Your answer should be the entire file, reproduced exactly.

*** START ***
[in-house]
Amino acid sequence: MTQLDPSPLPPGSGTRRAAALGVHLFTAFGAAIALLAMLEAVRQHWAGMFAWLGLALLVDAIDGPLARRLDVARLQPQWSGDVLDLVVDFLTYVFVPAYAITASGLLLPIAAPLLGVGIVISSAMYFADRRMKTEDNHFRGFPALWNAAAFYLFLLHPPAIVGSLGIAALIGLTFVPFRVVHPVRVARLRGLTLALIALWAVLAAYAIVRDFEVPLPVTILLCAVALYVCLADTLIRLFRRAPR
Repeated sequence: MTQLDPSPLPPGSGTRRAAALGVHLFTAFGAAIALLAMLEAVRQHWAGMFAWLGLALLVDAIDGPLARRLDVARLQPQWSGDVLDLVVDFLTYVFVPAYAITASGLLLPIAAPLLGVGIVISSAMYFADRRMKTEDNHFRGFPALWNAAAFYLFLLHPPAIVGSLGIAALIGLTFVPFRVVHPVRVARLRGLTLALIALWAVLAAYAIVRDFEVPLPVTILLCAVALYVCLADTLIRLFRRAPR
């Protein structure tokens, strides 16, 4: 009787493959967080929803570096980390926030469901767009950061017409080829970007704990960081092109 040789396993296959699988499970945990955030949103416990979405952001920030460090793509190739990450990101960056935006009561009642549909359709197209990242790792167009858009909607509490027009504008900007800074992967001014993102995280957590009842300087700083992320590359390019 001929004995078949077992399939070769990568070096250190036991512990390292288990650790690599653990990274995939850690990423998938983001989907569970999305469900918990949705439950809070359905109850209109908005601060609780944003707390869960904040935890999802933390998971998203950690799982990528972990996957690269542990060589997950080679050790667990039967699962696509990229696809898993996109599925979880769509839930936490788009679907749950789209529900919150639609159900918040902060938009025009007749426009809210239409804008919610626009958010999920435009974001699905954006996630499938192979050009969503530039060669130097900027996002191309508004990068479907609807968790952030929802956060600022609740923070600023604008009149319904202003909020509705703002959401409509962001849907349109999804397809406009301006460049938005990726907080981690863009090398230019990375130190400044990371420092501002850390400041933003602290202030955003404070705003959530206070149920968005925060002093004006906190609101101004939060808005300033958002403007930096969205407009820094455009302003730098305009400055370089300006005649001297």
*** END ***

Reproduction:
[in-house]
Amino acid sequence: MTQLDPSPLPPGSGTRRAAALGVHLFTAFGAAIALLAMLEAVRQHWAGMFAWLGLALLVDAIDGPLARRLDVARLQPQWSGDVLDLVVDFLTYVFVPAYAITASGLLLPIAAPLLGVGIVISSAMYFADRRMKTEDNHFRGFPALWNAAAFYLFLLHPPAIVGSLGIAALIGLTFVPFRVVHPVRVARLRGLTLALIALWAVLAAYAIVRDFEVPLPVTILLCAVALYVCLADTLIRLFRRAPR
Repeated sequence: MTQLDPSPLPPGSGTRRAAALGVHLFTAFGAAIALLAMLEAVRQHWAGMFAWLGLALLVDAIDGPLARRLDVARLQPQWSGDVLDLVVDFLTYVFVPAYAITASGLLLPIAAPLLGVGIVISSAMYFADRRMKTEDNHFRGFPALWNAAAFYLFLLHPPAIVGSLGIAALIGLTFVPFRVVHPVRVARLRGLTLALIALWAVLAAYAIVRDFEVPLPVTILLCAVALYVCLADTLIRLFRRAPR
């Protein structure tokens, strides 16, 4: 009787493959967080929803570096980390926030469901767009950061017409080829970007704990960081092109 040789396993296959699988499970945990955030949103416990979405952001920030460090793509190739990450990101960056935006009561009642549909359709197209990242790792167009858009909607509490027009504008900007800074992967001014993102995280957590009842300087700083992320590359390019 001929004995078949077992399939070769990568070096250190036991512990390292288990650790690599653990990274995939850690990423998938983001989907569970999305469900918990949705439950809070359905109850209109908005601060609780944003707390869960904040935890999802933390998971998203950690799982990528972990996957690269542990060589997950080679050790667990039967699962696509990229696809898993996109599925979880769509839930936490788009679907749950789209529900919150639609159900918040902060938009025009007749426009809210239409804008919610626009958010999920435009974001699905954006996630499938192979050009969503530039060669130097900027996002191309508004990068479907609807968790952030929802956060600022609740923070600023604008009149319904202003909020509705703002959401409509962001849907349109999804397809406009301006460049938005990726907080981690863009090398230019990375130190400044990371420092501002850390400041933003602290202030955003404070705003959530206070149920968005925060002093004006906190609101101004939060808005300033958002403007930096969205407009820094455009302003730098305009400055370089300006005649001297």